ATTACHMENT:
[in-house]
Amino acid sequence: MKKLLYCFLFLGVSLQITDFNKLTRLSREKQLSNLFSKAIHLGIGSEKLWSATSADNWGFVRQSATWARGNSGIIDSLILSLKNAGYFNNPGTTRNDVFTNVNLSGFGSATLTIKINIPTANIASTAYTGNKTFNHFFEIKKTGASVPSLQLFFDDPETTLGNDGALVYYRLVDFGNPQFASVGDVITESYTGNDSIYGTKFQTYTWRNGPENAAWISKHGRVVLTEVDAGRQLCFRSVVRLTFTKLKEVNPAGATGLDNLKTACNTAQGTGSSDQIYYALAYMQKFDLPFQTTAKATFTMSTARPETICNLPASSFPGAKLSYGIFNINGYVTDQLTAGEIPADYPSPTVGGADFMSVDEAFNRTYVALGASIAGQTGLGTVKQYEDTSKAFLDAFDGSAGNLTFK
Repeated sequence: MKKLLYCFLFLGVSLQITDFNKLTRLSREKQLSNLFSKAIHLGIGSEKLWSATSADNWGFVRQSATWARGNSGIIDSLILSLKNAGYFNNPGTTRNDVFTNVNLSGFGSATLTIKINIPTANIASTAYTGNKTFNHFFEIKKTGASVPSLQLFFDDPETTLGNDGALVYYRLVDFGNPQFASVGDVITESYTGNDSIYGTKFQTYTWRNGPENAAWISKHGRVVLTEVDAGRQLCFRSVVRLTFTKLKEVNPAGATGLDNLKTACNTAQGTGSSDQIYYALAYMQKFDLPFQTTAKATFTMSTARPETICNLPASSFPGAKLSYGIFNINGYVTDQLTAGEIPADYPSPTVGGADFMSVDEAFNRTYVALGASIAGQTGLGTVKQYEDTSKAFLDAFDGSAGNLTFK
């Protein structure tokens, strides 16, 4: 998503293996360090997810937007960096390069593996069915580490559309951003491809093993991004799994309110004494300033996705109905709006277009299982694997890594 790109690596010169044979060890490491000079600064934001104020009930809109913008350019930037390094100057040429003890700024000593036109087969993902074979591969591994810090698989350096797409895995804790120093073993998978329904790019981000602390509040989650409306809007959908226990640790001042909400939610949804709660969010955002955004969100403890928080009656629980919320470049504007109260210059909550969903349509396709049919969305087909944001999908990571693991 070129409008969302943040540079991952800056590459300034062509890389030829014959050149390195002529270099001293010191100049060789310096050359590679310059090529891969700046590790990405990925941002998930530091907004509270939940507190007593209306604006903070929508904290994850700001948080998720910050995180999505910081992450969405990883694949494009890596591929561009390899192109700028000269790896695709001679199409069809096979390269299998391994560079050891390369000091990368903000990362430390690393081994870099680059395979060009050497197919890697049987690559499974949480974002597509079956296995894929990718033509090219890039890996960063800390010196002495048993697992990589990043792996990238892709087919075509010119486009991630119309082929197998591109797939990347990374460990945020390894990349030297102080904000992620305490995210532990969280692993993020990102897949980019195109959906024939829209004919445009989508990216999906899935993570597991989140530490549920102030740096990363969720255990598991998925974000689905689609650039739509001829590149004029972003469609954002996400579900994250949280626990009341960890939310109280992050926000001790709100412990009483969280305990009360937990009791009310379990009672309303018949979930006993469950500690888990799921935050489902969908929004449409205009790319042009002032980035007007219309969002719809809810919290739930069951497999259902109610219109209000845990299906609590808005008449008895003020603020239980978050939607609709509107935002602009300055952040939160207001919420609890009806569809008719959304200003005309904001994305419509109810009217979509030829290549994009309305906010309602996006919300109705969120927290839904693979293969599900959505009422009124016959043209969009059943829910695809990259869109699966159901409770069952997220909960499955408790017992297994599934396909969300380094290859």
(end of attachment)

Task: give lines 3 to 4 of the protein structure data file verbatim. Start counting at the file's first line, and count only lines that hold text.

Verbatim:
Repeated sequence: MKKLLYCFLFLGVSLQITDFNKLTRLSREKQLSNLFSKAIHLGIGSEKLWSATSADNWGFVRQSATWARGNSGIIDSLILSLKNAGYFNNPGTTRNDVFTNVNLSGFGSATLTIKINIPTANIASTAYTGNKTFNHFFEIKKTGASVPSLQLFFDDPETTLGNDGALVYYRLVDFGNPQFASVGDVITESYTGNDSIYGTKFQTYTWRNGPENAAWISKHGRVVLTEVDAGRQLCFRSVVRLTFTKLKEVNPAGATGLDNLKTACNTAQGTGSSDQIYYALAYMQKFDLPFQTTAKATFTMSTARPETICNLPASSFPGAKLSYGIFNINGYVTDQLTAGEIPADYPSPTVGGADFMSVDEAFNRTYVALGASIAGQTGLGTVKQYEDTSKAFLDAFDGSAGNLTFK
């Protein structure tokens, strides 16, 4: 998503293996360090997810937007960096390069593996069915580490559309951003491809093993991004799994309110004494300033996705109905709006277009299982694997890594 790109690596010169044979060890490491000079600064934001104020009930809109913008350019930037390094100057040429003890700024000593036109087969993902074979591969591994810090698989350096797409895995804790120093073993998978329904790019981000602390509040989650409306809007959908226990640790001042909400939610949804709660969010955002955004969100403890928080009656629980919320470049504007109260210059909550969903349509396709049919969305087909944001999908990571693991 070129409008969302943040540079991952800056590459300034062509890389030829014959050149390195002529270099001293010191100049060789310096050359590679310059090529891969700046590790990405990925941002998930530091907004509270939940507190007593209306604006903070929508904290994850700001948080998720910050995180999505910081992450969405990883694949494009890596591929561009390899192109700028000269790896695709001679199409069809096979390269299998391994560079050891390369000091990368903000990362430390690393081994870099680059395979060009050497197919890697049987690559499974949480974002597509079956296995894929990718033509090219890039890996960063800390010196002495048993697992990589990043792996990238892709087919075509010119486009991630119309082929197998591109797939990347990374460990945020390894990349030297102080904000992620305490995210532990969280692993993020990102897949980019195109959906024939829209004919445009989508990216999906899935993570597991989140530490549920102030740096990363969720255990598991998925974000689905689609650039739509001829590149004029972003469609954002996400579900994250949280626990009341960890939310109280992050926000001790709100412990009483969280305990009360937990009791009310379990009672309303018949979930006993469950500690888990799921935050489902969908929004449409205009790319042009002032980035007007219309969002719809809810919290739930069951497999259902109610219109209000845990299906609590808005008449008895003020603020239980978050939607609709509107935002602009300055952040939160207001919420609890009806569809008719959304200003005309904001994305419509109810009217979509030829290549994009309305906010309602996006919300109705969120927290839904693979293969599900959505009422009124016959043209969009059943829910695809990259869109699966159901409770069952997220909960499955408790017992297994599934396909969300380094290859």